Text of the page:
The Obama administration’s efforts to keep every tiny detail of its actions in the war on terror secret continues to succeed in court and has now been extended even further. A federal judge has ruled that the administration doesn’t even have to reveal the legal basis for the drone strikes it uses so often. You can read the full ruling here. David Kravets has a report at Wired.
The President Barack Obama administration does not have to disclose the legal basis for its drone targeted killing program of Americans, according to a Wednesday decision a judge likened to “Alice in Wonderland”.
U.S. District Court Judge Colleen McMahon of New York, ruling in lawsuits brought by the American Civil Liberties Union and The New York Times, said she was caught in a “paradoxical situation” (.pdf) of allowing the administration to claim it was legal to kill enemies outside traditional combat zones while keeping the legal rational secret.
The judge essentially says her hands are tied:
… this court is constrained by law, and under the law, I can only conclude that the government has not violated FOIA by refusing to turn over the documents sought in the FOIA requests, and so cannot be compelled by this court of law to explain in detail the reasons why its actions do not violate the Constitution and laws of the United States. The Alice-in-Wonderland nature of this pronouncement is not lost on me; but after careful and extensive consideration, I find myself stuck in a paradoxical situation in which I cannot solve a problem because of contradictory constraints and rules — a veritable catch-22. I can find no way around the thicket of laws and precedents that effectively allow the Executive Branch of our government to proclaim as perfectly lawful certain actions that seem on their face incompatible with our Constitution and laws, while keeping the reasons for their conclusion a secret.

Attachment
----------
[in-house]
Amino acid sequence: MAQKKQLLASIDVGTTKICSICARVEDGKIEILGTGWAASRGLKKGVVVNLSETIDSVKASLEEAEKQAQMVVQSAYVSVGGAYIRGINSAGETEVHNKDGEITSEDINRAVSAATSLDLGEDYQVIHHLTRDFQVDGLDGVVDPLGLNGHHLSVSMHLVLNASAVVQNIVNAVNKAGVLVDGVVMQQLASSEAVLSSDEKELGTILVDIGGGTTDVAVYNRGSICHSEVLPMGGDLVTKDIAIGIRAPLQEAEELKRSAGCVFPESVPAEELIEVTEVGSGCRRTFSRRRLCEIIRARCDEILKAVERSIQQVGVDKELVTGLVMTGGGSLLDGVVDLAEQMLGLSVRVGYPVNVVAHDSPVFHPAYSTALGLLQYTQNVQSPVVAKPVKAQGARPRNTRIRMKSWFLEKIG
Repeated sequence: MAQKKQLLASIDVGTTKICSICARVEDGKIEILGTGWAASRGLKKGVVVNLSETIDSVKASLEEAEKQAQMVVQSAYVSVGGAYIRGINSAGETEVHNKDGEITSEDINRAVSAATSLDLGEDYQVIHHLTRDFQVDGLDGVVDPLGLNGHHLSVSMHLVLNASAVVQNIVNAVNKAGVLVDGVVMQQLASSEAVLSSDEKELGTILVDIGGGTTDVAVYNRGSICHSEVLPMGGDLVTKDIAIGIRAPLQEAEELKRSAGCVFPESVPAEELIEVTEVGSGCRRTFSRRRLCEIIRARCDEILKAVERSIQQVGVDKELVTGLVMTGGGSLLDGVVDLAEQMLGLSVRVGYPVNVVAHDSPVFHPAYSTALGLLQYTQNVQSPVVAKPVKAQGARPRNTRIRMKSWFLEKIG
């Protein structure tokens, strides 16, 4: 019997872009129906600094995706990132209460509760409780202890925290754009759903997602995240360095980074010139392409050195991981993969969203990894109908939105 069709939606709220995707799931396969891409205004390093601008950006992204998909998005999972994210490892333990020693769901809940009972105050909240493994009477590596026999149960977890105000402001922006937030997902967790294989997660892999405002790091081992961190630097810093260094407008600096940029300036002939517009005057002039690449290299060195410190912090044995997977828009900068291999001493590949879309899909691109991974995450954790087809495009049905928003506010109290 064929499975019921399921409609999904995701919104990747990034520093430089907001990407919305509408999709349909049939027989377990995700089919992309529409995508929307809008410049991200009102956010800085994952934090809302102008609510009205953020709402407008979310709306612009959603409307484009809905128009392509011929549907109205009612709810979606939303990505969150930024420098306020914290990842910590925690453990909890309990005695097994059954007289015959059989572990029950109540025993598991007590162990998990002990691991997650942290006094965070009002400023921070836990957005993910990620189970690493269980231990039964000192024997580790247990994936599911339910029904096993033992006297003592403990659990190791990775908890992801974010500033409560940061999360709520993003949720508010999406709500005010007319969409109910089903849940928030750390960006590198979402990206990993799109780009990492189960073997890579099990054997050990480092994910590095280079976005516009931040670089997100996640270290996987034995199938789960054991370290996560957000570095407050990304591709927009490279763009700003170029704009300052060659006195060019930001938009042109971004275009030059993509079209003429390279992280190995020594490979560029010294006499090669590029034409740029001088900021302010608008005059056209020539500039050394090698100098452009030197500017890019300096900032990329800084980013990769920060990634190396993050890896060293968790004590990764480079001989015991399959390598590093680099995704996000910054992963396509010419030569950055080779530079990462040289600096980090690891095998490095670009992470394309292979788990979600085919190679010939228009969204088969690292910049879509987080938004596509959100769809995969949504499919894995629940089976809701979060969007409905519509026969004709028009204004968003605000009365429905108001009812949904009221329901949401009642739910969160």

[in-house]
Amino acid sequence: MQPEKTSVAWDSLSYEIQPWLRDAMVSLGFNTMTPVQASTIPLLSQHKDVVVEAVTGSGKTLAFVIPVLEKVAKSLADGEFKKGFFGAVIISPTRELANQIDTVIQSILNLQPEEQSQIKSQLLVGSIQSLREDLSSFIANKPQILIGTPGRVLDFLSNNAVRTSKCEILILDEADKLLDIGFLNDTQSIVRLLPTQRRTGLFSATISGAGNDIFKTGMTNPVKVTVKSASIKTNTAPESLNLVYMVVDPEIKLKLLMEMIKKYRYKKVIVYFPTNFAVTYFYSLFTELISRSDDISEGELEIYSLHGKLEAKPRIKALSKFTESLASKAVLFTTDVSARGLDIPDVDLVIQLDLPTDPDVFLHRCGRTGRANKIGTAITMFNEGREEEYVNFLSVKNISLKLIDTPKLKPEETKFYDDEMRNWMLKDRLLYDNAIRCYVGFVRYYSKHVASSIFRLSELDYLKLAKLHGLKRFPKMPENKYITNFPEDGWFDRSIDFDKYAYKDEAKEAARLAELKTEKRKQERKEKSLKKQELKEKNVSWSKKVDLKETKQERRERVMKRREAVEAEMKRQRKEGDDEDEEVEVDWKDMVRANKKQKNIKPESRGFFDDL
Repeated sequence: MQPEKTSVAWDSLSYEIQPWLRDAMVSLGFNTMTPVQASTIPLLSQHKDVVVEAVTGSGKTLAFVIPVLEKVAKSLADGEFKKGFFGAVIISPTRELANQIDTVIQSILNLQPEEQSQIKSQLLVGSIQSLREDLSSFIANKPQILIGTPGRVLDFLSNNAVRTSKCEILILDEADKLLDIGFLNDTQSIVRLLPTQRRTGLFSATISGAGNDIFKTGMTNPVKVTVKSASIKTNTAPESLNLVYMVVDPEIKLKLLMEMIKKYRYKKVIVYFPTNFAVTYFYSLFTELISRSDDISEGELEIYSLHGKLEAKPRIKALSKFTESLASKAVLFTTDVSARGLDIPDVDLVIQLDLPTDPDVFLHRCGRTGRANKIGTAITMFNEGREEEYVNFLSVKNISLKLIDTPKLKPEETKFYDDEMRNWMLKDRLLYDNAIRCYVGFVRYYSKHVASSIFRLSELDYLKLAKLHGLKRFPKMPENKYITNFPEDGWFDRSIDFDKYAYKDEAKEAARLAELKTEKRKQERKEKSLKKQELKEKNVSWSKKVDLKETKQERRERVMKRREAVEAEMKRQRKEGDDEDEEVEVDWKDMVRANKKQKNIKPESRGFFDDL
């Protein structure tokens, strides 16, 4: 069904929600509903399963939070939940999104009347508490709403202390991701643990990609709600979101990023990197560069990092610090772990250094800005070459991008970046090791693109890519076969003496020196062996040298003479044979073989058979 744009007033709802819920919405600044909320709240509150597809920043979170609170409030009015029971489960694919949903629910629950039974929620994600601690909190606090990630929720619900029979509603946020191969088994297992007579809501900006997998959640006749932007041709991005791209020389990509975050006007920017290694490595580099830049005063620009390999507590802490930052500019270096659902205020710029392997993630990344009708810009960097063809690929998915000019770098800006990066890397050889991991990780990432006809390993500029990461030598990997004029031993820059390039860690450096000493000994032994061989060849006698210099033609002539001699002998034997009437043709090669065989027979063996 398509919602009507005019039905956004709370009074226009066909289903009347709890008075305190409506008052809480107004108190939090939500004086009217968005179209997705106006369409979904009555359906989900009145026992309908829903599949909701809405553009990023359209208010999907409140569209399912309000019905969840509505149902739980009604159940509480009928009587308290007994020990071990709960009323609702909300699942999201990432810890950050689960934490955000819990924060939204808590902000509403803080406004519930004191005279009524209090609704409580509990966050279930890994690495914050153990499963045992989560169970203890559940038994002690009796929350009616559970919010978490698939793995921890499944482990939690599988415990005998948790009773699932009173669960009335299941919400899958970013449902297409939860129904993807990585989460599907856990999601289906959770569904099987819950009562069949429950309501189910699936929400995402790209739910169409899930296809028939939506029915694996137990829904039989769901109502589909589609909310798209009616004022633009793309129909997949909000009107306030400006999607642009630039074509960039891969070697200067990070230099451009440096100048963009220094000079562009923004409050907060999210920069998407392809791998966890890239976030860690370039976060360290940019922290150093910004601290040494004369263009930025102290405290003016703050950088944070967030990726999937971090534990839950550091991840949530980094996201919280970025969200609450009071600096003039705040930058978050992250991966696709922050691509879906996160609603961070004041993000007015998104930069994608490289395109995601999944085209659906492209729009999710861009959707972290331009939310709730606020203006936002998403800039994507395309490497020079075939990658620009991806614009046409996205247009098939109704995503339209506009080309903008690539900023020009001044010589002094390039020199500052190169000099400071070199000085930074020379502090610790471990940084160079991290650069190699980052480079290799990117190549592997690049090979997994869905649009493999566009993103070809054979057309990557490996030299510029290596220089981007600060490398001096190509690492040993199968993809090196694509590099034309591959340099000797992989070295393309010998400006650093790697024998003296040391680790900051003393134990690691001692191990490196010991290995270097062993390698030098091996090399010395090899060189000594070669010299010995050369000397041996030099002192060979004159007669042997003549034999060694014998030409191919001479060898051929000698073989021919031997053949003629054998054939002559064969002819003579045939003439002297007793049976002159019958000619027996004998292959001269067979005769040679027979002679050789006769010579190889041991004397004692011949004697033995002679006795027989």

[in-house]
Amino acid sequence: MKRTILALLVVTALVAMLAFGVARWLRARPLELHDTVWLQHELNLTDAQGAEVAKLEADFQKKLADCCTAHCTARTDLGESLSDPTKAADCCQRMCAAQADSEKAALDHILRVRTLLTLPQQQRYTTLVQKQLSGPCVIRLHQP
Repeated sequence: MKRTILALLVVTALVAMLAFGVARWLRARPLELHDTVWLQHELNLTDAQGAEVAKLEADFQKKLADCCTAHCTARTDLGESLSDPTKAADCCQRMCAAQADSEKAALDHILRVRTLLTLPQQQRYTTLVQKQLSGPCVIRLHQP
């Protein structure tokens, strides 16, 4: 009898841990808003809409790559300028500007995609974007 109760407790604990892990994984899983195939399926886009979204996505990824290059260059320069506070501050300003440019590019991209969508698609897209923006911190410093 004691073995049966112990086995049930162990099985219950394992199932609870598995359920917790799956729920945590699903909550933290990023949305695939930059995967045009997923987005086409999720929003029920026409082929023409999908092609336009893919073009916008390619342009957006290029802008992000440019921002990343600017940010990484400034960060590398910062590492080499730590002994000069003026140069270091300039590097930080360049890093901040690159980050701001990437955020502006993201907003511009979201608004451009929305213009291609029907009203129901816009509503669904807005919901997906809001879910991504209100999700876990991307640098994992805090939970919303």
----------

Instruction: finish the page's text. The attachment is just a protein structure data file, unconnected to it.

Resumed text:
The administration has acknowledged that there is an Office of Legal Counsel opinion that lays out the reasons the administration thinks it has legal authority to engage in drone strikes but they have made that document classified and refused to release even a redacted version of it. They admit they’re doing it and even praise the program publicly, but they will not say why they can legally do it. Andrew Sullivan, who has defended the use of drones, has it right here:
I’ve defended the drone program as the least worst way of fighting a real enemy, as long as it is restrained and takes extraordinary pains to avoid civilian casualties. But I can see no rationale for the citizenry to be forbidden from knowing the terms on which the president can assassinate one of them. One would think that is a pretty basic principle for the American polity. Was this country founded on resistance to a monarch only to give the power to assassinate an American citizen to one person – with no transparency at all?
Most transparent administration in history, indeed.